William: Okay, I accept what you are saying, that we must have principles in life, and we must use those principles for all decisions and behaviors, but still I question the idea about IQs, for surely there is a much greater importance in IQ if almost everyone in the world seems to believe that a high IQ infers a superior intelligence.

Nodin: Ha! Let me present to you a different angle of what I have been pointing to. Let us entertain for a moment that we are in agreement that IQ is based upon speed and quantity, without the need for quality. I will now win perfect scores on all the hundreds of IQ tests with speed and quantity by saying the answer to every question is "nine". I am now the smartest man on earth!

William: Nodin, your humor is both funny and ridiculous, and I do recognize what you are saying, but as we all know, the actual questions in IQ tests are often quite difficult to answer correctly, and I view your humor as having exceeded a sensible analogy, for only specific answers can be correct for specific questions.

Nodin: Oh? I have exceeded sensibility? And yet I am confident that you would agree with me that the symbolism of language can never be correct itself.

William: True, all languages are limited in their ability to communicate, for each word is interpreted differently by the speaker and listener to imply what they themselves experienced in life personally, and never can a single word mean the same thing to two people. But still Nodin, still there is a commonly shared concept within languages that all people who are familiar with the language can grasp an idea of what the words imply, and it is within those concepts that people can accurately judge the questions within IQ tests.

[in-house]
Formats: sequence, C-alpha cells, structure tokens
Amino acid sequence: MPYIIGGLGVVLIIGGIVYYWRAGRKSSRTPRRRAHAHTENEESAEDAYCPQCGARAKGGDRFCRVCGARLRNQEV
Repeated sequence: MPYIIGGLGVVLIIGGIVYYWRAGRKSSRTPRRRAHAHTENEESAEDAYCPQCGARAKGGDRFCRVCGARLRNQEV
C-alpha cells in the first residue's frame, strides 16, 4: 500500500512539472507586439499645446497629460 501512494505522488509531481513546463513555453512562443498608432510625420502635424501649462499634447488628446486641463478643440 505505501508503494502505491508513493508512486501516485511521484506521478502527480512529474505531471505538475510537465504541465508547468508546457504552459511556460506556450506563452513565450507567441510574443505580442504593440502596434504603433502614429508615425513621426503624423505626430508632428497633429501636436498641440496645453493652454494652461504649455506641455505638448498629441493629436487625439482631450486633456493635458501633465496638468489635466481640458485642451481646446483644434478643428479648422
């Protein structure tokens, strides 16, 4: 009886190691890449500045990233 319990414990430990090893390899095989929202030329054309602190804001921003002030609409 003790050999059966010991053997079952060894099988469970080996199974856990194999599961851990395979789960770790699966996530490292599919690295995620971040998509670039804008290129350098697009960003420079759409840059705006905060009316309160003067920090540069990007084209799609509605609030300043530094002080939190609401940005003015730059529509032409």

Nodin: You are over ninety-nine percent correct William! Over ninety-nine percent of the people share a similar belief in the meanings of words, and the ninety-nine-plus percent of the people will give similar answers on many kinds of tests, whether the tests are for emotions, personality, or intelligence. Allow me to demonstrate to you a simple thing that illustrates what I am thinking of. There is an IQ test question that says you are to determine if an opaque jar is over half full or under half full of liquid, and you must make the determination without any type of measuring equipment and without removing any liquid from the jar. So tell me the answer; how can you determine if the jar is over or under half full?

William: I have seen that test, and I must confess that my answer today is derived from my having seen the answer, for I myself did not solve the riddle. The answer is that you lean the jar over until the liquid touches the lip, and if you can then see the bottom of the jar through the lip opening, then the jar is under half full.